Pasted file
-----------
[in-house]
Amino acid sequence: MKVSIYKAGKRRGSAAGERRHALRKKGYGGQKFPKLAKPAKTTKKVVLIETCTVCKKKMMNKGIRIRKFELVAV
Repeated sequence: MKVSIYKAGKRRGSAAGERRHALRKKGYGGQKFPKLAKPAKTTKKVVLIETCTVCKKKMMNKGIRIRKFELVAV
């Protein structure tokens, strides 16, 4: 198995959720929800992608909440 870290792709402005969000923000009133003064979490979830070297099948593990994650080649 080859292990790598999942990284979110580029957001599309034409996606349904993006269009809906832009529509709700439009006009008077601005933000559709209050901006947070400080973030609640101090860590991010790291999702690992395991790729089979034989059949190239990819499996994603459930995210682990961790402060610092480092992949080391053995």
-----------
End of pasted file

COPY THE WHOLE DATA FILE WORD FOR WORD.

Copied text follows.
[in-house]
Amino acid sequence: MKVSIYKAGKRRGSAAGERRHALRKKGYGGQKFPKLAKPAKTTKKVVLIETCTVCKKKMMNKGIRIRKFELVAV
Repeated sequence: MKVSIYKAGKRRGSAAGERRHALRKKGYGGQKFPKLAKPAKTTKKVVLIETCTVCKKKMMNKGIRIRKFELVAV
């Protein structure tokens, strides 16, 4: 198995959720929800992608909440 870290792709402005969000923000009133003064979490979830070297099948593990994650080649 080859292990790598999942990284979110580029957001599309034409996606349904993006269009809906832009529509709700439009006009008077601005933000559709209050901006947070400080973030609640101090860590991010790291999702690992395991790729089979034989059949190239990819499996994603459930995210682990961790402060610092480092992949080391053995």